Last year I said that I thought that the US National Strategy for Trusted Identities in Cyberspace (NSTIC) was heading in the right direction. I’m very much in favour of the private sector providing multiple identities into a framework that it used by the public sector and vice versa. I’m in favour of choice: if I choose to use my Barclays identity to access the DVLA or my DWP identity to access O2 it shouldn’t matter to the effective and efficient use of online transactions. There was one area where I felt it could have presented a slightly different vision, and that’s in the use of pseudonyms, which I think should be the norm rather than the exception.
People should consider it normal to get a virtual identity from their bank or their mobile phone operator in a pseudonymous name so that they can browse, transact and comment without revealing anything about themselves other than the facts relevant to a transaction.
[From Digital Identity: USTIC]
James Van Dyke, when discussing NSTIC (which seems have become known unofficially as “Obama’s Internet Identity System”) warned about
Apocalyptic fear-mongers. Yes I’m ending with the crazies here, but hear me out. The extreme cable networks and televangelists will surely jump on this as the digital incarnation of the Mark of either the Beast or “(gasp!) Obama liberals. Historians will recall that social security numbers were supposed to be an apocalyptic conspiracy.
I don’t think the danger is the crazies — although I feel a little sheepish writing this a couple of days after a crazy did, in fact, murder several people and seriously injure a congresswoman — but the journalists, politicians, commentators and observers who don’t really understand the rather complex topic of digital identity. Or, as “Identity Woman” Kailya Hamlin (who some of you may remember from the first European Internet Identity Workshop that Consult Hyperion sponsored with our friends from Innopay and Mydex back in October) said about NSTIC:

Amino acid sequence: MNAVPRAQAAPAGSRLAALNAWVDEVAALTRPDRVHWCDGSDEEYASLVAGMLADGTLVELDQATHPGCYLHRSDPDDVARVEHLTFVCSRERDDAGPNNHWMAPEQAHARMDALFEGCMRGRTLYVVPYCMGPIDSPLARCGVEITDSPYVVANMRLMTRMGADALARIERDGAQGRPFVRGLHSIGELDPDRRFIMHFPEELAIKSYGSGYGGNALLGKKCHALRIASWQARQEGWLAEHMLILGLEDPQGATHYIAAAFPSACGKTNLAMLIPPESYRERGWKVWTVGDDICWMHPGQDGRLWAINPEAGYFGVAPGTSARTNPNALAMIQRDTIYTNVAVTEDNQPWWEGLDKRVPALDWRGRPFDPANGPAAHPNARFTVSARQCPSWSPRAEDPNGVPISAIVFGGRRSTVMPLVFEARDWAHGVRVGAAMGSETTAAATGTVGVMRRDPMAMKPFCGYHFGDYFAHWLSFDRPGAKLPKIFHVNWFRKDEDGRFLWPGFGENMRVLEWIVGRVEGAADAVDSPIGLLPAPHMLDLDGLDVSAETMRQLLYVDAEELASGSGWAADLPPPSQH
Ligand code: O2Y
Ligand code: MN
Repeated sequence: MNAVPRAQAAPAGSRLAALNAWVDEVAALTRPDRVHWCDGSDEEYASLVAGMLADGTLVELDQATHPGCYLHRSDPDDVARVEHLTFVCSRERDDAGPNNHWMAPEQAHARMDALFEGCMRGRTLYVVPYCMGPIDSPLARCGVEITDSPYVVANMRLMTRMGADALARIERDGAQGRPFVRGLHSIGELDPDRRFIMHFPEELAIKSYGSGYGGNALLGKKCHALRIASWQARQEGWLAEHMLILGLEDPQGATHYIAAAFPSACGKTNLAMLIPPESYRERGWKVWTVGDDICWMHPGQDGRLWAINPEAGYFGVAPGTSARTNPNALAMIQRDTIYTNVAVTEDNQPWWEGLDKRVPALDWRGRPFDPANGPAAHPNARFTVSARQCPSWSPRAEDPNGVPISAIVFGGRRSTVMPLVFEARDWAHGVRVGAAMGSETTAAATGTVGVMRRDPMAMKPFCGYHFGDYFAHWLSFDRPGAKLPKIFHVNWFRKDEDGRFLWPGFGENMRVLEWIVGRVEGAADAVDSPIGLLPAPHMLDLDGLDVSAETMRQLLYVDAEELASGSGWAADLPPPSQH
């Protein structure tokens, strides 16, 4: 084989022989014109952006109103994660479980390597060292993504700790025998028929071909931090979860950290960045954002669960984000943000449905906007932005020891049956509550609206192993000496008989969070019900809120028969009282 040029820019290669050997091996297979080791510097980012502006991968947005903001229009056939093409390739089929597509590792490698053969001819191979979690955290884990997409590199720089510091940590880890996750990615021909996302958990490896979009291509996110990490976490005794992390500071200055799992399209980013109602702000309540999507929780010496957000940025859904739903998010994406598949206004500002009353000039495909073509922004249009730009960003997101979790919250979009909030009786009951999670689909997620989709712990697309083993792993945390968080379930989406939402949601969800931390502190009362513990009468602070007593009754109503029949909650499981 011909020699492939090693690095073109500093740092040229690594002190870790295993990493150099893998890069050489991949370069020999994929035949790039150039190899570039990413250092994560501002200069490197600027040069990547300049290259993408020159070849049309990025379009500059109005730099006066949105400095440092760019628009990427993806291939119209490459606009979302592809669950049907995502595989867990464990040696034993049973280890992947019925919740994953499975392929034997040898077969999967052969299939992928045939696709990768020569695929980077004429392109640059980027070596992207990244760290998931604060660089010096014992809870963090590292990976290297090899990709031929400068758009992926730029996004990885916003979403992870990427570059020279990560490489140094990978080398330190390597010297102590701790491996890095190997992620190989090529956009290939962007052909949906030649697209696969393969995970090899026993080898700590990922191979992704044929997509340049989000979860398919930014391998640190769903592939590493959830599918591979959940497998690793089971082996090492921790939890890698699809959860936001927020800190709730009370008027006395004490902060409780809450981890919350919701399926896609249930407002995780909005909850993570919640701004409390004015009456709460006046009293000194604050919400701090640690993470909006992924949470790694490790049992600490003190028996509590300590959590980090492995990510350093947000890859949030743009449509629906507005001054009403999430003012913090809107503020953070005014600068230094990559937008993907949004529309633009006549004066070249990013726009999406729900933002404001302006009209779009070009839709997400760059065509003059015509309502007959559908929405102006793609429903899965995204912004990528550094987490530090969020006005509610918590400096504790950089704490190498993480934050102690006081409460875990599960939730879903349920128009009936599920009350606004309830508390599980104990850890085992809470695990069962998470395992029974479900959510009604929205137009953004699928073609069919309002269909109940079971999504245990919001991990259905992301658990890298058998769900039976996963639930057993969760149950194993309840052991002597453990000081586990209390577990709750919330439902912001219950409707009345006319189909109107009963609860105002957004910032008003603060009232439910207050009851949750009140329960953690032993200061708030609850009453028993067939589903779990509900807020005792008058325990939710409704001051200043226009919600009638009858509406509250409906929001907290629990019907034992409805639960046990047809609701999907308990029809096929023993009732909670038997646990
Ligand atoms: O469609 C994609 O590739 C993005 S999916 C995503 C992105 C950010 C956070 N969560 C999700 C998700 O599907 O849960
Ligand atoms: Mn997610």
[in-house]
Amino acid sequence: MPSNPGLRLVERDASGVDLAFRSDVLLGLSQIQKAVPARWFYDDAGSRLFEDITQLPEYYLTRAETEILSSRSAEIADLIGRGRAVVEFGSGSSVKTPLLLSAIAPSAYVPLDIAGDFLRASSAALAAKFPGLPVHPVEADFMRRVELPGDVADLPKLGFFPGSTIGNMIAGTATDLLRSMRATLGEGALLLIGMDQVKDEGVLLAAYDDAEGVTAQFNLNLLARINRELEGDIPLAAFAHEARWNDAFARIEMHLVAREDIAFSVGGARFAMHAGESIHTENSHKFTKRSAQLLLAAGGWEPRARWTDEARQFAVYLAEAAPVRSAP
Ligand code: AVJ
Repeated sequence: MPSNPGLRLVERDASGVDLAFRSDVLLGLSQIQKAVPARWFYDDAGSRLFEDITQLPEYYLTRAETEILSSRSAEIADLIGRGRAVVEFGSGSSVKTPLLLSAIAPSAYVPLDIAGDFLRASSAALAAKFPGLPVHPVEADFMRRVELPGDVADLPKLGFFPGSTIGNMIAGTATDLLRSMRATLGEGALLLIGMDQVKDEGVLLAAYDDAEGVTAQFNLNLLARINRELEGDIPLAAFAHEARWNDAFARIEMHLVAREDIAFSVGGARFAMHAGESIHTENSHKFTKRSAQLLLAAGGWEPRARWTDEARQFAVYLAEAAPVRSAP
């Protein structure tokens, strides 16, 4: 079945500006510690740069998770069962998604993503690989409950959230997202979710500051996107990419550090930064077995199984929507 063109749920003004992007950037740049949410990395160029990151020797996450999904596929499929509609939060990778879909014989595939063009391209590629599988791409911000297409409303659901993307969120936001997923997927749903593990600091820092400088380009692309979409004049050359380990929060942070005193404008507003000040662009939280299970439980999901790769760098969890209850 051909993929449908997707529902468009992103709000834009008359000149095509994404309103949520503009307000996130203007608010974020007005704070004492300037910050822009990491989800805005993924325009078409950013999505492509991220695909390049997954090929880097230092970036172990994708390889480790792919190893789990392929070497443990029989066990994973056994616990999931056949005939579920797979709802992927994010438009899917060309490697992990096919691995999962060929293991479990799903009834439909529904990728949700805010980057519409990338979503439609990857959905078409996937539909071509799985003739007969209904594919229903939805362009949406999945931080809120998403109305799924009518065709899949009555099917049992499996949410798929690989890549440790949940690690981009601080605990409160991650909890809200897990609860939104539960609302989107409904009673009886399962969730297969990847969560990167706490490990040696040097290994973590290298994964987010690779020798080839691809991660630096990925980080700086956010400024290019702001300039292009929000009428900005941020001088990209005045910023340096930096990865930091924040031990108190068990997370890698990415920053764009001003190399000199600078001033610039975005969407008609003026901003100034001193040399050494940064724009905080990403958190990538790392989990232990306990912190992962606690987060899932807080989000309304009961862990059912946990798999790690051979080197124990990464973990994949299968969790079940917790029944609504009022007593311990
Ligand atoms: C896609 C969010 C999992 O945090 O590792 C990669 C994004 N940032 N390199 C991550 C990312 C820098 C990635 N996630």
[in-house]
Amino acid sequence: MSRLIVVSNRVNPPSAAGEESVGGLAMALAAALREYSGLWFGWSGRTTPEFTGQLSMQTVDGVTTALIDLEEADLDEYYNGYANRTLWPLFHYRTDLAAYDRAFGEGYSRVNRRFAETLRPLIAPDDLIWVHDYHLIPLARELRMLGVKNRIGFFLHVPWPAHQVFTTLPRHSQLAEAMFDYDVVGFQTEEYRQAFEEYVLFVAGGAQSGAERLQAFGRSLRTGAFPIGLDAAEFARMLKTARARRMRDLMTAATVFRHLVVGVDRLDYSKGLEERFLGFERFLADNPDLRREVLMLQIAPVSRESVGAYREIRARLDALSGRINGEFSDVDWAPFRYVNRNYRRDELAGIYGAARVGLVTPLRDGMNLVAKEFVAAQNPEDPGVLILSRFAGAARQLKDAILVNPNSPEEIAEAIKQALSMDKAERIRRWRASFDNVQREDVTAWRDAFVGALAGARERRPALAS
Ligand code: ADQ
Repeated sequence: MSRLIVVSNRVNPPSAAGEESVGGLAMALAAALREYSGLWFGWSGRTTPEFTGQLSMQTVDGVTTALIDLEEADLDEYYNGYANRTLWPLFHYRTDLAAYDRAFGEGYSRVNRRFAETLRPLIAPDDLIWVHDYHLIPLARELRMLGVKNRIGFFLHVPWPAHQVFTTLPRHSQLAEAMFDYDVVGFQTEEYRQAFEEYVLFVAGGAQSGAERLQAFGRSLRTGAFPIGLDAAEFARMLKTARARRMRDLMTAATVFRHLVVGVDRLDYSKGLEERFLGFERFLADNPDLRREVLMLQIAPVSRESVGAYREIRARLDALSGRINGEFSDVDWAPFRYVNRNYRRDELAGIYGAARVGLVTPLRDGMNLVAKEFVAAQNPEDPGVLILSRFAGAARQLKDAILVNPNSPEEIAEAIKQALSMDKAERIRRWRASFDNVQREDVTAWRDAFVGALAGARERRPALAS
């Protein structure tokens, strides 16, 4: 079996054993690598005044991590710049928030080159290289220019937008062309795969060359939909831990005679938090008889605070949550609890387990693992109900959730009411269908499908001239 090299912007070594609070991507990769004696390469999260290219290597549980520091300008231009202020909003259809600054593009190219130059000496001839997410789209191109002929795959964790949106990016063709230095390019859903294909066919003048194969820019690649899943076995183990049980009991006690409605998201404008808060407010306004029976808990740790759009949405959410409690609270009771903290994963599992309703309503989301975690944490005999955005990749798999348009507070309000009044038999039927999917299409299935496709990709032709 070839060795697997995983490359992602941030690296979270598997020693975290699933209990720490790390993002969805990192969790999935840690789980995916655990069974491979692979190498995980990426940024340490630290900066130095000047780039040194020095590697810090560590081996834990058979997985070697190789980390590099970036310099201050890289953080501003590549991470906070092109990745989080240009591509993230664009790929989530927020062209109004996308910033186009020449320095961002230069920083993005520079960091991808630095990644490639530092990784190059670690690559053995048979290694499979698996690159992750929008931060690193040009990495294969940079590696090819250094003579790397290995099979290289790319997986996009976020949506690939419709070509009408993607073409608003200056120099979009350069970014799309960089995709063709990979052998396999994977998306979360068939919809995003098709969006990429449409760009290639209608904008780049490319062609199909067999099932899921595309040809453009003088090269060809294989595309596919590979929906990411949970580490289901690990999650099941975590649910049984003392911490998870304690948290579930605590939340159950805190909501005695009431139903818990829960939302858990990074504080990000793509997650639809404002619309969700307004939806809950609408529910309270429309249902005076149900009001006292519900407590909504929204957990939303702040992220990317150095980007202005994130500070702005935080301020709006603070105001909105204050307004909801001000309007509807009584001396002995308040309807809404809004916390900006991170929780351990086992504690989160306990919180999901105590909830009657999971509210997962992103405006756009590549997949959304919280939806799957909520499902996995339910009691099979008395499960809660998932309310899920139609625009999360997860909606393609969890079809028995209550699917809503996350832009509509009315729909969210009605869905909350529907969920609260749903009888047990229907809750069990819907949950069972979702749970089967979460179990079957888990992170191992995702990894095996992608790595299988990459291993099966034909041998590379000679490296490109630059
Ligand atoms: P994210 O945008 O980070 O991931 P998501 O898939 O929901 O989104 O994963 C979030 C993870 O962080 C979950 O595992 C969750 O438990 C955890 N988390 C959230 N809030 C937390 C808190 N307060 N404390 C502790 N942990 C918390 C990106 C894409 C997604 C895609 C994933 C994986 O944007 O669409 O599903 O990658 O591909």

I am optimistic about their efforts and frustrated by the lack of depth and insight displayed in the news cycle with headlines that focus on a few choice phrases to raise hackles about this initiative
She’s bang on with this. Here’s a couple of typical examples from the blogosphere:
CNET reported on January 7, 2011 that Obama has signed authority over to U.S. Commerce Department to create new privacy laws that require American citizens to hold an Internet ID card.
President Obama has signaled that he will give the United States Commerce Department the authority over a proposed national cybersecurity measure that would involve giving each American a unique online identity
As far as I can see, NSTIC being managed by the Commerce Department has nothing to do with “privacy laws” and the idea that it will require Americans to have an “Internet ID” is a journalistic invention. The actual situation is that NSTIC is to go from being an idea to an actual system:
The Obama administration plans to announce today plans for an Internet identity system that will limit fraud and streamline online transactions, leading to a surge in Web commerce, officials said. While the White House has spearheaded development of the framework for secure online identities, the system led by the U.S. Commerce Department will be voluntary and maintained by private companies,